Sunday, September 07, 2008

Make a Baby Challenge

Thinking about making a baby?
Read on...

You know how sometimes you get involved in something that starts out small, for pleasure... and it turns into something that was poorly planned, should have been a little better organized... (sounds like pregnancy, right?) Well such is the case with a little challenge I have gotten myself involved in. I think I have been doing a lot of this behavior lately! (don't worry, I am NOT pregnant!) Here's the story:
I decided to host a fun "make a baby" challenge based on one of my patterns. The pattern involves very interesting techniques that I discovered while reconstructing a vintage doll. Anyway, I was only expecting a small handful of signups, so I didn't really take the time to properly publish the details. Well I should have known better, because I'm kicking myself for it. Ah well, my next doll will be a self-portrait. A silly woozle-kopp lady with all kinds of "stuff" hanging out!
Soooo.. I'm going to write the details on my blog and the challenge is formally open to all!
The challenge deadline is January 1.

Where to get the pattern? This pattern was published in Soft Dolls and Animals Magazine. If you don't have the magazine, you can buy the pattern here on the right hand column for a nominal fee. (all proceeds are very much appreciated!) If you are unable to pay then email me privately and I'll send the pattern anyhow.

Skill Level: ADVANCED
Becky is a cloth version of a vintage Arranbee (R&B) doll. She was inspired by a lady in Jerusalem who had approached me with a very important task: restore her childhood doll. It’s easy to see why this doll has been so well loved!

RESTORATION
To restore the doll, I took the original body apart and traced around it to redraw the pattern on paper. Much of it was decrepit, so there was guesswork and room for ‘originality.’ It is a very interesting pattern, and not easy to assemble. At one point when I was sewing the new body, I got scared that I would not be able to remember what to do again. I have to use the old pattern and match up needle holes in order to solve the puzzle! Here’s a peek at what I was working with:


QUALITY ENGINEERING
I invented a special “joint” form paperclay so the cloth counterparts could be “inserted” into the body, like the original. They are actually held in place with wire. See how they actually weigh the arms and legs down? Just like the real McCoy!

Becky’s face is done in a way that keeps the original doll in mind as much as possible. The face was digitally photographed and subsequently altered with Adobe Photoshop, to get a black and white pencil sketch. The sketch was then converted again so only the shadows and facial landmarks show.
Print this onto inkjet photo transfer paper, and you’ve got a perfect foundation for a true vintage baby face.











I’ll show you how to paint the face and build up color, layers and details using Genesis Artist Oil Paints or traditional Fine oil Paint. Below are two versions of the same face. The first is with the Genesis paint and the second is done in Oils.



The hair is painted right onto the doll. Have fun making whimsical baby pin curls!


Lastly, there is a sweet dress pattern that you can use. Or, even better, design your own!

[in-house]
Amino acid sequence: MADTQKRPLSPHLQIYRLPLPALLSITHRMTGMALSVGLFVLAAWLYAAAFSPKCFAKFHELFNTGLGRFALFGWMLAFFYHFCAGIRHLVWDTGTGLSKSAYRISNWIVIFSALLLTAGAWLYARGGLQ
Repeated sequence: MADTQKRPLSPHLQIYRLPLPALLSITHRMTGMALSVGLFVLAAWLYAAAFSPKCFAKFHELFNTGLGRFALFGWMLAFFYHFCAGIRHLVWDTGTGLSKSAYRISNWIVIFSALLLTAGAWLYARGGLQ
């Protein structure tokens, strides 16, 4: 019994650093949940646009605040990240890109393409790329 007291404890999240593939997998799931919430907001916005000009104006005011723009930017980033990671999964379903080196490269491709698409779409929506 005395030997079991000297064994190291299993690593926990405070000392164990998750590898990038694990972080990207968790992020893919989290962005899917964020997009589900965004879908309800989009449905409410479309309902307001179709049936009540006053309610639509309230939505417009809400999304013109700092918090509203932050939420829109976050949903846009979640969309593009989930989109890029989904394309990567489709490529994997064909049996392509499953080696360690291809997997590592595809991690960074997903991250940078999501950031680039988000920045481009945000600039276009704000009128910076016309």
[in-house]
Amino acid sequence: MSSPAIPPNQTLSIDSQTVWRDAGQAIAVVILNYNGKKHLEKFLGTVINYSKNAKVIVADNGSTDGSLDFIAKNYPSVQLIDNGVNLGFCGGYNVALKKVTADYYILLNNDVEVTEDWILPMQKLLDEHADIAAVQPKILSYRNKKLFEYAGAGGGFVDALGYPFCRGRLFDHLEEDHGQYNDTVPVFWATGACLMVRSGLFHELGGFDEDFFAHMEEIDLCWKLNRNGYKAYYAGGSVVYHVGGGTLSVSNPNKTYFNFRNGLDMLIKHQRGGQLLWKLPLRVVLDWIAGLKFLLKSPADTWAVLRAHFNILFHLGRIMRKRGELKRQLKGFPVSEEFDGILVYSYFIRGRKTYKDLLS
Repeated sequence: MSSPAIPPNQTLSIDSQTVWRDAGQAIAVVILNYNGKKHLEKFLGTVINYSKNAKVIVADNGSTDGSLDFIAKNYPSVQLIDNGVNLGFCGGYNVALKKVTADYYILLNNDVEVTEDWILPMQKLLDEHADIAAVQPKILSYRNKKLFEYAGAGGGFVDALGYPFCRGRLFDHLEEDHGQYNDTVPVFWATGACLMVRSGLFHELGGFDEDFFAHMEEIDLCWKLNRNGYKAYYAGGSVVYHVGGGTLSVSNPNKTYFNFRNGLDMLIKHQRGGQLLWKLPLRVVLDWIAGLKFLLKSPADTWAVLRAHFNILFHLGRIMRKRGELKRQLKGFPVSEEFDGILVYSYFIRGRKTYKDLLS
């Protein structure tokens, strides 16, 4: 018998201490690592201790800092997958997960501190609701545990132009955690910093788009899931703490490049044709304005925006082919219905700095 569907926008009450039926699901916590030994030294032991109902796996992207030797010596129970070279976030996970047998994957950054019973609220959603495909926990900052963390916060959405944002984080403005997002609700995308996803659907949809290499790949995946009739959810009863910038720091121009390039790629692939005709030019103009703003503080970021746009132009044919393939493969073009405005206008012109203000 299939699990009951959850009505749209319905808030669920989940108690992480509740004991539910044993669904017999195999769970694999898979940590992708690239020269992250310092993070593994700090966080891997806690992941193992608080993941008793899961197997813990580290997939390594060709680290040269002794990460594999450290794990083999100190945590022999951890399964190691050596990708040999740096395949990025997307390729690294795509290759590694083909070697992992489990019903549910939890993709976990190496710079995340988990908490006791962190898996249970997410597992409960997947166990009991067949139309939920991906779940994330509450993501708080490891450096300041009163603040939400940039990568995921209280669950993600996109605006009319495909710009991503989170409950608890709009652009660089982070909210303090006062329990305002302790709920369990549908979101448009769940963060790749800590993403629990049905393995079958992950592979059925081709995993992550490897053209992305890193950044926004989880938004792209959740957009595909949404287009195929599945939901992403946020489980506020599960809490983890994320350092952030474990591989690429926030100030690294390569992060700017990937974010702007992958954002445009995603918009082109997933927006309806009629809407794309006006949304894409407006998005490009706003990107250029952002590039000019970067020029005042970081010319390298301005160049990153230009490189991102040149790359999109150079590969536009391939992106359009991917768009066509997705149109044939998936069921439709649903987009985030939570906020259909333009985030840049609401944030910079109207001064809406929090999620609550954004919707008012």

I hope you will take the challenge, and MAKE A BABY! To sign up, use the link on the right hand sidebar. I will be available to answer any questions you may have, and will plug you into a special Becky classroom where we can all collaborate. Winners will be published in doll art-related newsletters and possibly a magazine.


Have fun!


6 comments:

  1. I'm interested in taking you up on this challenge, but I couldn't find a link anywhere for your email so I could humbly ask for a free pattern (since I am just a poor student).

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  2. What an interesting process you show here. Thank you!

    Dixie

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  3. Hi, I want to sign up too but have had problems. I think I already have the pattern pieces in a mag. though

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  4. This may sound like a silly question, but is the idea of this challenge to complete the patterns exactly as presented? That is, is the challenge about technique? Or: is some degree of interpretation allowable or even encouraged?

    To be specific: would it be out of bounds to do any needle sculpting on the face?

    Thanks for your help

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  5. Dear Margaret, please email me privately at rivkah.mizrahi at gmail dot com. I will invite you to the yahoo group or send you a special link where you can get the files. The magazine instructions are highly edited and not as in depth as the original.

    Rosina-
    Great question. Are you in the yahoo group? I will address it there. But to answer your question, yes you can needle sculpt but you must use the template because it is part of the doll, because it is an actual photograph of the face. However you can interpret it as you like- ie. painting, using colored pencils, needle sculpting, adding 3-d eyes, etc.
    With regards to the clothing, you can change that pattern and make whatever clothing you like.

    Kind regards,
    Rivkah

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  6. I'm happy to have come across your site this evening! I am trying to achieve a more painterly look with my own dolls and really like the face on this doll..nicely done!
    ~Christine

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Thank you for leaving a comment and happy dolling!